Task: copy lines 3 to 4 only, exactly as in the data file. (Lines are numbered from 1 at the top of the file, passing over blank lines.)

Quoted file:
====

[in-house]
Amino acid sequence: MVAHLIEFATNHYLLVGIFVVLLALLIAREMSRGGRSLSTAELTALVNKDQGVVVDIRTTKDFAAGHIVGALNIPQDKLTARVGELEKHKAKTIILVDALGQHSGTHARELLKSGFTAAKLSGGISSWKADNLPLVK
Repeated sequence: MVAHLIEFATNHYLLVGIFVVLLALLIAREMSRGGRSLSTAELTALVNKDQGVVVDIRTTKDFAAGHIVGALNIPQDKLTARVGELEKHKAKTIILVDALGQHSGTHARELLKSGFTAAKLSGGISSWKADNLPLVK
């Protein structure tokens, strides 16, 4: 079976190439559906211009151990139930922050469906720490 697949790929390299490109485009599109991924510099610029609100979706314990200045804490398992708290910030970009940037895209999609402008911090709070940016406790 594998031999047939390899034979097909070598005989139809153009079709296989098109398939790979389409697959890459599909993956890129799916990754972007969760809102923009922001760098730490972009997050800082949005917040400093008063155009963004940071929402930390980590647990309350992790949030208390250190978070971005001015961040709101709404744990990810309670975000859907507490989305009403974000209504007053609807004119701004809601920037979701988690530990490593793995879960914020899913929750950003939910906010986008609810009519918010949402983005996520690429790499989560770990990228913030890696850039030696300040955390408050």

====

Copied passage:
Repeated sequence: MVAHLIEFATNHYLLVGIFVVLLALLIAREMSRGGRSLSTAELTALVNKDQGVVVDIRTTKDFAAGHIVGALNIPQDKLTARVGELEKHKAKTIILVDALGQHSGTHARELLKSGFTAAKLSGGISSWKADNLPLVK
């Protein structure tokens, strides 16, 4: 079976190439559906211009151990139930922050469906720490 697949790929390299490109485009599109991924510099610029609100979706314990200045804490398992708290910030970009940037895209999609402008911090709070940016406790 594998031999047939390899034979097909070598005989139809153009079709296989098109398939790979389409697959890459599909993956890129799916990754972007969760809102923009922001760098730490972009997050800082949005917040400093008063155009963004940071929402930390980590647990309350992790949030208390250190978070971005001015961040709101709404744990990810309670975000859907507490989305009403974000209504007053609807004119701004809601920037979701988690530990490593793995879960914020899913929750950003939910906010986008609810009519918010949402983005996520690429790499989560770990990228913030890696850039030696300040955390408050």